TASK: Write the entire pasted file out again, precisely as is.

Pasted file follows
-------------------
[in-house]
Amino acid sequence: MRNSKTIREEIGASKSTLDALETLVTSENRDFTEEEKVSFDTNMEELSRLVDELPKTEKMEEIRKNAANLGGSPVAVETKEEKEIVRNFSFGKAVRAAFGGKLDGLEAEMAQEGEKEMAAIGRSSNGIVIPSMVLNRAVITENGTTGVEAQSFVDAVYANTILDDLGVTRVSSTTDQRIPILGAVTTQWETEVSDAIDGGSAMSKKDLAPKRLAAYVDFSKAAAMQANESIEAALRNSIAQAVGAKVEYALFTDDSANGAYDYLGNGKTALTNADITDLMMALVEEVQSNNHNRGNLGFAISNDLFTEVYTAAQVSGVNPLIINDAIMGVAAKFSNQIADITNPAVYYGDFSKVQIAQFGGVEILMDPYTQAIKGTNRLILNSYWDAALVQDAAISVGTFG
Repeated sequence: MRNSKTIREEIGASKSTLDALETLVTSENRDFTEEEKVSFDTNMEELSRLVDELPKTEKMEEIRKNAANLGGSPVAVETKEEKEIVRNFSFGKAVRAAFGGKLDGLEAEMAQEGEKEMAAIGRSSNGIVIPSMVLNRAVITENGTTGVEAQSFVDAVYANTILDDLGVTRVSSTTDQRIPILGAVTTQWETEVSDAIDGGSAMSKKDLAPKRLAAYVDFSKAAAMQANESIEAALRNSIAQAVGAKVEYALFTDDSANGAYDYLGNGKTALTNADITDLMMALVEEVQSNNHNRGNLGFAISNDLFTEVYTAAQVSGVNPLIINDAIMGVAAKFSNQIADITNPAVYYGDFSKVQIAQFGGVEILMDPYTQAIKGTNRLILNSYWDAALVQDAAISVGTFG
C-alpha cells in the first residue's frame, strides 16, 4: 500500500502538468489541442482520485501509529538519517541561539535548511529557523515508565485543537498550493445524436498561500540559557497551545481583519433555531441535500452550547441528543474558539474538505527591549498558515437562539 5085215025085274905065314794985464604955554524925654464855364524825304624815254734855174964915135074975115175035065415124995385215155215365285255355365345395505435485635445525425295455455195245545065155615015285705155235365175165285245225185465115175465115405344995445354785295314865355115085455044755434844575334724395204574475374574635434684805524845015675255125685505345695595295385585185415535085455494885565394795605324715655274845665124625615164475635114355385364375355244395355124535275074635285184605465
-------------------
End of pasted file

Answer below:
[in-house]
Amino acid sequence: MRNSKTIREEIGASKSTLDALETLVTSENRDFTEEEKVSFDTNMEELSRLVDELPKTEKMEEIRKNAANLGGSPVAVETKEEKEIVRNFSFGKAVRAAFGGKLDGLEAEMAQEGEKEMAAIGRSSNGIVIPSMVLNRAVITENGTTGVEAQSFVDAVYANTILDDLGVTRVSSTTDQRIPILGAVTTQWETEVSDAIDGGSAMSKKDLAPKRLAAYVDFSKAAAMQANESIEAALRNSIAQAVGAKVEYALFTDDSANGAYDYLGNGKTALTNADITDLMMALVEEVQSNNHNRGNLGFAISNDLFTEVYTAAQVSGVNPLIINDAIMGVAAKFSNQIADITNPAVYYGDFSKVQIAQFGGVEILMDPYTQAIKGTNRLILNSYWDAALVQDAAISVGTFG
Repeated sequence: MRNSKTIREEIGASKSTLDALETLVTSENRDFTEEEKVSFDTNMEELSRLVDELPKTEKMEEIRKNAANLGGSPVAVETKEEKEIVRNFSFGKAVRAAFGGKLDGLEAEMAQEGEKEMAAIGRSSNGIVIPSMVLNRAVITENGTTGVEAQSFVDAVYANTILDDLGVTRVSSTTDQRIPILGAVTTQWETEVSDAIDGGSAMSKKDLAPKRLAAYVDFSKAAAMQANESIEAALRNSIAQAVGAKVEYALFTDDSANGAYDYLGNGKTALTNADITDLMMALVEEVQSNNHNRGNLGFAISNDLFTEVYTAAQVSGVNPLIINDAIMGVAAKFSNQIADITNPAVYYGDFSKVQIAQFGGVEILMDPYTQAIKGTNRLILNSYWDAALVQDAAISVGTFG
C-alpha cells in the first residue's frame, strides 16, 4: 500500500502538468489541442482520485501509529538519517541561539535548511529557523515508565485543537498550493445524436498561500540559557497551545481583519433555531441535500452550547441528543474558539474538505527591549498558515437562539 5085215025085274905065314794985464604955554524925654464855364524825304624815254734855174964915135074975115175035065415124995385215155215365285255355365345395505435485635445525425295455455195245545065155615015285705155235365175165285245225185465115175465115405344995445354785295314865355115085455044755434844575334724395204574475374574635434684805524845015675255125685505345695595295385585185415535085455494885565394795605324715655274845665124625615164475635114355385364375355244395355124535275074635285184605465